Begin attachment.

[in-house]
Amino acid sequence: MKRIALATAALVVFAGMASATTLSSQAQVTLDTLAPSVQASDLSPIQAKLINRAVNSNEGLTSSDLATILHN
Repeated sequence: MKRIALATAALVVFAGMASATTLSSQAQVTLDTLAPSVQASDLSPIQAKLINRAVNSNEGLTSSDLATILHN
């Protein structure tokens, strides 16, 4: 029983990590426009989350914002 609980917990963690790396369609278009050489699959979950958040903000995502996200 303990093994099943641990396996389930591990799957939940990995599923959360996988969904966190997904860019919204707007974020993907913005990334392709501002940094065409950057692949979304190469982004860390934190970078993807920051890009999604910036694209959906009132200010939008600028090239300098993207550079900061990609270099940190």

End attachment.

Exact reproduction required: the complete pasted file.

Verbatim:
[in-house]
Amino acid sequence: MKRIALATAALVVFAGMASATTLSSQAQVTLDTLAPSVQASDLSPIQAKLINRAVNSNEGLTSSDLATILHN
Repeated sequence: MKRIALATAALVVFAGMASATTLSSQAQVTLDTLAPSVQASDLSPIQAKLINRAVNSNEGLTSSDLATILHN
């Protein structure tokens, strides 16, 4: 029983990590426009989350914002 609980917990963690790396369609278009050489699959979950958040903000995502996200 303990093994099943641990396996389930591990799957939940990995599923959360996988969904966190997904860019919204707007974020993907913005990334392709501002940094065409950057692949979304190469982004860390934190970078993807920051890009999604910036694209959906009132200010939008600028090239300098993207550079900061990609270099940190």